NBC on Tuesday night devoted a story to comparing Iraq to Vietnam. Reporter Jim Miklaszewski concluded that “while there are marked differences between the wars in Iraq and Vietnam, the rhetoric, at least, is beginning to sound much the same.” Miklaszewski used as an excuse for raising the subject how "Defense Secretary Donald Rumsfeld himself bringing up the Vietnam issue at his Pentagon briefing today” and rejected the equivalence. Miklaszewski went on to highlight how Senator Chuck Hagel, “the prominent Republican and decorated Vietnam veteran, said this week the U.S. is now bogged down in Iraq, similar to Vietnam.” Miklaszewski reported that “there's increasing concern in the Pentagon that a growing anti-war drumbeat here at home” -- a drumbeat being pounded by NBC -- “could eventually take a toll on troop morale in Iraq, not at all unlike Vietnam.” He also chided Rumsfeld for how he “ignored the latest polls which indicate a majority of Americans now think it was a mistake to go to war in Iraq."
Despite Pat Robertson's waning role in national politics, the broadcast and cable networks on Tuesday evening jumped on his Monday suggestion that Venezuela's leftist President Hugo Chavez should be assassinated now in order to avoid a costly war later. All three broadcast network evening newscasts featured full stories, with ABC's World News Tonight making it the lead. Anchor Charles Gibson snidely forwarded: “A popular Christian broadcaster says assassination is the way to deal with one world leader who criticizes the U.S. Some ask, 'is this Pat Robertson's definition of Christian love?'" CBS played a clip of Donald Rumsfeld dismissing Robertson as just another example of how “private citizens say all kinds of things all the time," and Gloria Borger then countered by touting Robertson's prominence: "But Robertson is not just any private citizen. He's a former Republican presidential candidate with a large evangelical following.” NBC Nightly News anchor Brian Williams declared that Robertson “has created something of an international firestorm” before reporter Bob Faw concluded that Robertson is “a man of God who doesn't calm waters, but roils them.”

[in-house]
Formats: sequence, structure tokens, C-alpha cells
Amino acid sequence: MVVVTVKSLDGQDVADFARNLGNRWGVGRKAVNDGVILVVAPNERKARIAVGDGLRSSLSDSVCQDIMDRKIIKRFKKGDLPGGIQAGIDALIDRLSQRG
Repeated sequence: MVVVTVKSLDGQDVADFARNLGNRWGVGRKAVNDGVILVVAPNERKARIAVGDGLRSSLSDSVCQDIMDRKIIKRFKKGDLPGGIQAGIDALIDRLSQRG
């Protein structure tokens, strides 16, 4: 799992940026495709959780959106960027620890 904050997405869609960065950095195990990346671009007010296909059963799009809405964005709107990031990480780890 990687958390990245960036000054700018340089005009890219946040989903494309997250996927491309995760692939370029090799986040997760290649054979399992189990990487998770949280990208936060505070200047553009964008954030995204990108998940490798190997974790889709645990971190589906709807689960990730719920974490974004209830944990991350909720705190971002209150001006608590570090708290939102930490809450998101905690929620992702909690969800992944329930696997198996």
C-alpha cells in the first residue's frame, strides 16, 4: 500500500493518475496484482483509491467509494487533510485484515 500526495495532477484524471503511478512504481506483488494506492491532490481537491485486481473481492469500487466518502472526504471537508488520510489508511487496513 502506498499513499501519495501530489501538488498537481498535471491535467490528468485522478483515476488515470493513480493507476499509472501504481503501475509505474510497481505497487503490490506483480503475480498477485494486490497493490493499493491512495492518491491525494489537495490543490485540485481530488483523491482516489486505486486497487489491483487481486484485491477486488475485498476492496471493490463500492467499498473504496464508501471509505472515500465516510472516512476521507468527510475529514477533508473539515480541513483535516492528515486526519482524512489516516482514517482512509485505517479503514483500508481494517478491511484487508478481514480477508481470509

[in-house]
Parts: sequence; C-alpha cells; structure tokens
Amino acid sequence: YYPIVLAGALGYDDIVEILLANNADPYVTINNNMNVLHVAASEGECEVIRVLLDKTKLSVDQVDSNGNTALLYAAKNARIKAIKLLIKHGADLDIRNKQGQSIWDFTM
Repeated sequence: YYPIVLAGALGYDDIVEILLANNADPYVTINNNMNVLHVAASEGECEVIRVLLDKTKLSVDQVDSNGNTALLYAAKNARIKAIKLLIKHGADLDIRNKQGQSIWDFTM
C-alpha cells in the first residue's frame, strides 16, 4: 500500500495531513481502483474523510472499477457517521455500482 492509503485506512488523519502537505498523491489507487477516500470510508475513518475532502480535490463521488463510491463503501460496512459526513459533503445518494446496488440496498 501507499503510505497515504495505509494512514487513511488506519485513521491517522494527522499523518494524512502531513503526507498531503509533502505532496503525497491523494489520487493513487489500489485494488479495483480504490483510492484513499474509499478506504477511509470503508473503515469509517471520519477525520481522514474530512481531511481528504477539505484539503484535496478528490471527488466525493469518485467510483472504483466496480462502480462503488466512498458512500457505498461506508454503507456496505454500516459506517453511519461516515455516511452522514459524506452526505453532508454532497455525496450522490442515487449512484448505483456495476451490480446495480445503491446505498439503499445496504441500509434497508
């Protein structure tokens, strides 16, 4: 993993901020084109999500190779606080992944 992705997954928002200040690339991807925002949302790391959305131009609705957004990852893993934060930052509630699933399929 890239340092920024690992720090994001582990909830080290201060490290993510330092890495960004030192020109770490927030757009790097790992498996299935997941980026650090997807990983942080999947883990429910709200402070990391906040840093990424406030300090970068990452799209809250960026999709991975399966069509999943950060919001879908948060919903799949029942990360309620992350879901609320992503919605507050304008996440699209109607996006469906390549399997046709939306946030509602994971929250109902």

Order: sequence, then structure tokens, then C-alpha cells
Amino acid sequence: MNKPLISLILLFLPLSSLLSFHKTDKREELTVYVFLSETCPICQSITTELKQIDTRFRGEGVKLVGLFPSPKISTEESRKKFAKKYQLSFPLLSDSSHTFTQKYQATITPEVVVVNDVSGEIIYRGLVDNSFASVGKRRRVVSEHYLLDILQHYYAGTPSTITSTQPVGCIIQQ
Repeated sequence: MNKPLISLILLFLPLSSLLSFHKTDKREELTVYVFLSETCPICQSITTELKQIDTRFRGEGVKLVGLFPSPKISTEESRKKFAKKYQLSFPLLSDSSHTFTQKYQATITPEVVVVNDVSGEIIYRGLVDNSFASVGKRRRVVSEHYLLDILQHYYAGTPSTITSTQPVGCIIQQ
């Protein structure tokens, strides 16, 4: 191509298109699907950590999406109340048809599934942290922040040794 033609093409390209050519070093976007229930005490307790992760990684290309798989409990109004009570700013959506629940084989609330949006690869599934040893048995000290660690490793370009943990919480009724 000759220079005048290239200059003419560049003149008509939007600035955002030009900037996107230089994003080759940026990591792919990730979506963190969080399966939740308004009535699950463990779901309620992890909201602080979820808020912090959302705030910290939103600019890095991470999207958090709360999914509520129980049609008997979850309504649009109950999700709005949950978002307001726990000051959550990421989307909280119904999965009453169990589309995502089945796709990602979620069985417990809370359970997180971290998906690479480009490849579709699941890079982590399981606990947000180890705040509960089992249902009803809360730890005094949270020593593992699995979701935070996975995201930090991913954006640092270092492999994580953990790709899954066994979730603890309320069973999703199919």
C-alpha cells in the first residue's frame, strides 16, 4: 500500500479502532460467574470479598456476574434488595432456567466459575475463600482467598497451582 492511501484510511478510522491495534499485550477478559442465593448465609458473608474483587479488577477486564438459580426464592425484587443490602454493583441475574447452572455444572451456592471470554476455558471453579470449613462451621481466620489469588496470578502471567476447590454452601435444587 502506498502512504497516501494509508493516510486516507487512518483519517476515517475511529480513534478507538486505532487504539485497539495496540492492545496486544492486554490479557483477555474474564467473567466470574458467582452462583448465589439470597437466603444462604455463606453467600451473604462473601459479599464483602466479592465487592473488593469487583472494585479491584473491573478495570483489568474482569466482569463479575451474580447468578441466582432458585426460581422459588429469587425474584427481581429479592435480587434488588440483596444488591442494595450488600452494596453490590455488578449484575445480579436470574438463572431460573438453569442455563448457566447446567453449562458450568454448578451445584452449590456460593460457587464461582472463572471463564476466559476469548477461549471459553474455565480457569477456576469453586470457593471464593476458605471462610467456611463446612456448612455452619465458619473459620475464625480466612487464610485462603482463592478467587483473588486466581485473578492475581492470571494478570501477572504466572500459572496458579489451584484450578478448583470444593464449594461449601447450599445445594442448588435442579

Robertson “may have no clout with the Bush administration, but you wouldn't know that from watching CNN today,” FNC's Brit Hume noted in reviewing the competing cable network's all-day obsession -- a focus which continued into the evening with Robertson leading the 7pm EDT Anderson Cooper 360 (hosted by Heidi Collins), the 8pm EDT Paula Zahn Now and the 10pm EDT NewsNight with Aaron Brown who tried to hold the whole religious right culpable as he asserted that "political leaders worried it makes the so-called Christian Right seem neither Christian nor right.” Robertson was also the first topic covered by MSNBC's 7pm Hardball with Chris Matthews and 8pm Countdown with Keith Olbermann.
With "CAN ANTI-WAR MOMS STOP BUSH?" on screen throughout the interview session, ABC on Monday morning didn’t let Cindy Sheehan’s departure from Crawford deter them from promoting her cause as they brought aboard Celeste Zappala of Sheehan’s group, Gold Star Families for Peace. Co-host Charles Gibson gave her a lot of credit, asking about President’s Bush upcoming speech in Salt Lake City, from where Zappala appeared: “Do you think, Ms. Zappala, that he would be making these speeches were it not for your group's protest?" In the midst of giving her publicity, Gibson fretted: “You are but a small group there that is perched on the approach to the President's ranch. One hundred, two hundred people. Do you really think you've got people talking about the war?" Gibson also did something unusual, raising how Sheehan called the U.S. “morally repugnant” and he pressed Zappala about whether she worries that her protests “might dishonor” her son who died in Iraq?
Full CyberAlert item follows. For all of today's MRC CyberAlert articles.